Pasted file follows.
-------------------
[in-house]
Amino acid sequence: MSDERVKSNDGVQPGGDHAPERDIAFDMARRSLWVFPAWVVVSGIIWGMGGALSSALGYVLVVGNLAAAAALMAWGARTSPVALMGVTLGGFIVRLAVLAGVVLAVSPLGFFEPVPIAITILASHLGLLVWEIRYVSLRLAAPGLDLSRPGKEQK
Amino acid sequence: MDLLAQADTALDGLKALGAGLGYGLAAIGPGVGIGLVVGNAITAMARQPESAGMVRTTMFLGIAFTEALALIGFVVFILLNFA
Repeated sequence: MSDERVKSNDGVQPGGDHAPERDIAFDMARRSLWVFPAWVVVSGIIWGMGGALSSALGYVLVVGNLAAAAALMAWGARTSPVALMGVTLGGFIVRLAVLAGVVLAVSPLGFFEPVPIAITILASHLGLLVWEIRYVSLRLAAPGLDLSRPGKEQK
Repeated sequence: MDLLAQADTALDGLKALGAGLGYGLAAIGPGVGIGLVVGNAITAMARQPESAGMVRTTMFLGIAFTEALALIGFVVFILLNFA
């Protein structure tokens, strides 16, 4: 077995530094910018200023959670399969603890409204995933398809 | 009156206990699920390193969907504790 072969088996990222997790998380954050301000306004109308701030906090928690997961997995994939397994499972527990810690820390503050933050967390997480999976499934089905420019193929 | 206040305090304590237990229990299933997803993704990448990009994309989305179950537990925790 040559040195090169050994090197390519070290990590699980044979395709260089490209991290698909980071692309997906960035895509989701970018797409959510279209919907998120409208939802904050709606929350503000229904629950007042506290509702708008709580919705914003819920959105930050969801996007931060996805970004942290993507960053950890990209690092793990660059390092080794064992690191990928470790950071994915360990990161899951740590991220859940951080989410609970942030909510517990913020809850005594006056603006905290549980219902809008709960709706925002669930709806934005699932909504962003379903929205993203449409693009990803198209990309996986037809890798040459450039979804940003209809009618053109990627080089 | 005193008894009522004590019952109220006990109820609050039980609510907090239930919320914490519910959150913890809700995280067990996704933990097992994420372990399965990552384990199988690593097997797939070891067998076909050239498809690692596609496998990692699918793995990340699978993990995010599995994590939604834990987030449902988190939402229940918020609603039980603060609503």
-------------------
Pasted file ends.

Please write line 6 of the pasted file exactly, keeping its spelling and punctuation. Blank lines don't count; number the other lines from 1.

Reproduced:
């Protein structure tokens, strides 16, 4: 077995530094910018200023959670399969603890409204995933398809 | 009156206990699920390193969907504790 072969088996990222997790998380954050301000306004109308701030906090928690997961997995994939397994499972527990810690820390503050933050967390997480999976499934089905420019193929 | 206040305090304590237990229990299933997803993704990448990009994309989305179950537990925790 040559040195090169050994090197390519070290990590699980044979395709260089490209991290698909980071692309997906960035895509989701970018797409959510279209919907998120409208939802904050709606929350503000229904629950007042506290509702708008709580919705914003819920959105930050969801996007931060996805970004942290993507960053950890990209690092793990660059390092080794064992690191990928470790950071994915360990990161899951740590991220859940951080989410609970942030909510517990913020809850005594006056603006905290549980219902809008709960709706925002669930709806934005699932909504962003379903929205993203449409693009990803198209990309996986037809890798040459450039979804940003209809009618053109990627080089 | 005193008894009522004590019952109220006990109820609050039980609510907090239930919320914490519910959150913890809700995280067990996704933990097992994420372990399965990552384990199988690593097997797939070891067998076909050239498809690692596609496998990692699918793995990340699978993990995010599995994590939604834990987030449902988190939402229940918020609603039980603060609503």